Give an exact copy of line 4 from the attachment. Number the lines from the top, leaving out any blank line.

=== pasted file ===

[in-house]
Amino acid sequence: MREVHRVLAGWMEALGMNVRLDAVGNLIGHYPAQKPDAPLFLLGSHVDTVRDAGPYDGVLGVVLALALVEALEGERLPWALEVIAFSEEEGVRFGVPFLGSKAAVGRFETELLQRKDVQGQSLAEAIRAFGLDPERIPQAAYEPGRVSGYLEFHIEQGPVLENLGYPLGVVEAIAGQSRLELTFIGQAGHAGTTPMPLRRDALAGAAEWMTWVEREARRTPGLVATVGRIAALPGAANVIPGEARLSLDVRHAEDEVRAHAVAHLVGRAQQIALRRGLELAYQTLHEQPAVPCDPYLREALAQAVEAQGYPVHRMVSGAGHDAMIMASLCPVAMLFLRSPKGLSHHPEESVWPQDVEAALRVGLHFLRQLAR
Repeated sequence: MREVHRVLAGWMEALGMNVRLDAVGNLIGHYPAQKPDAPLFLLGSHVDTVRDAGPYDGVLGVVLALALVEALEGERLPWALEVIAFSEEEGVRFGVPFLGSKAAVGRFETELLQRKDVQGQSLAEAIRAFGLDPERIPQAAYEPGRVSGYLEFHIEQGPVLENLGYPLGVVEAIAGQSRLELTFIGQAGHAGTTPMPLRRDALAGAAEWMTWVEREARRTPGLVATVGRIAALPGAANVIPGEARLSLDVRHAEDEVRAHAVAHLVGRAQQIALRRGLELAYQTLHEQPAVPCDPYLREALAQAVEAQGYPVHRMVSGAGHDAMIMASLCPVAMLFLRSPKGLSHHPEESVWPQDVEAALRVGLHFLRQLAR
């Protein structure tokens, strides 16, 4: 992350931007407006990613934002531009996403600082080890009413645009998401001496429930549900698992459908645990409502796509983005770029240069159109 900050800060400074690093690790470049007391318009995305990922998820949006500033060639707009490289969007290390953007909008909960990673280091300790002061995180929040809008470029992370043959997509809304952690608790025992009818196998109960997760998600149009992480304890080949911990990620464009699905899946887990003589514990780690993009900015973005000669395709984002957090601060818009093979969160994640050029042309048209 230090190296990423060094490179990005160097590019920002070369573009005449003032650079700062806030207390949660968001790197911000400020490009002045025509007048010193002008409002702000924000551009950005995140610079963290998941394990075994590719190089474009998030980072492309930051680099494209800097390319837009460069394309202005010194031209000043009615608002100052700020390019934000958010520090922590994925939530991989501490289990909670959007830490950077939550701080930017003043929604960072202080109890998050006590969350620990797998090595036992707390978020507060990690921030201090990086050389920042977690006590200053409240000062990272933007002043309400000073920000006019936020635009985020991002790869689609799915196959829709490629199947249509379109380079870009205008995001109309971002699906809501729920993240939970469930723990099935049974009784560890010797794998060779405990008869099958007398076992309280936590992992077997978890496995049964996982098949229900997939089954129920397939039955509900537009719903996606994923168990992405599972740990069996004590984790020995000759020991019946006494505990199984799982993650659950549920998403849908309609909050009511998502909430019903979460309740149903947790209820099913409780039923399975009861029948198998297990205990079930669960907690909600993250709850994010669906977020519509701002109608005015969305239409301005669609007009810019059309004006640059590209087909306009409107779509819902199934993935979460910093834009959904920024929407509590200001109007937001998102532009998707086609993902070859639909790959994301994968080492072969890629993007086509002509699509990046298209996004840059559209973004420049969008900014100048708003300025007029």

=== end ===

């Protein structure tokens, strides 16, 4: 992350931007407006990613934002531009996403600082080890009413645009998401001496429930549900698992459908645990409502796509983005770029240069159109 900050800060400074690093690790470049007391318009995305990922998820949006500033060639707009490289969007290390953007909008909960990673280091300790002061995180929040809008470029992370043959997509809304952690608790025992009818196998109960997760998600149009992480304890080949911990990620464009699905899946887990003589514990780690993009900015973005000669395709984002957090601060818009093979969160994640050029042309048209 230090190296990423060094490179990005160097590019920002070369573009005449003032650079700062806030207390949660968001790197911000400020490009002045025509007048010193002008409002702000924000551009950005995140610079963290998941394990075994590719190089474009998030980072492309930051680099494209800097390319837009460069394309202005010194031209000043009615608002100052700020390019934000958010520090922590994925939530991989501490289990909670959007830490950077939550701080930017003043929604960072202080109890998050006590969350620990797998090595036992707390978020507060990690921030201090990086050389920042977690006590200053409240000062990272933007002043309400000073920000006019936020635009985020991002790869689609799915196959829709490629199947249509379109380079870009205008995001109309971002699906809501729920993240939970469930723990099935049974009784560890010797794998060779405990008869099958007398076992309280936590992992077997978890496995049964996982098949229900997939089954129920397939039955509900537009719903996606994923168990992405599972740990069996004590984790020995000759020991019946006494505990199984799982993650659950549920998403849908309609909050009511998502909430019903979460309740149903947790209820099913409780039923399975009861029948198998297990205990079930669960907690909600993250709850994010669906977020519509701002109608005015969305239409301005669609007009810019059309004006640059590209087909306009409107779509819902199934993935979460910093834009959904920024929407509590200001109007937001998102532009998707086609993902070859639909790959994301994968080492072969890629993007086509002509699509990046298209996004840059559209973004420049969008900014100048708003300025007029």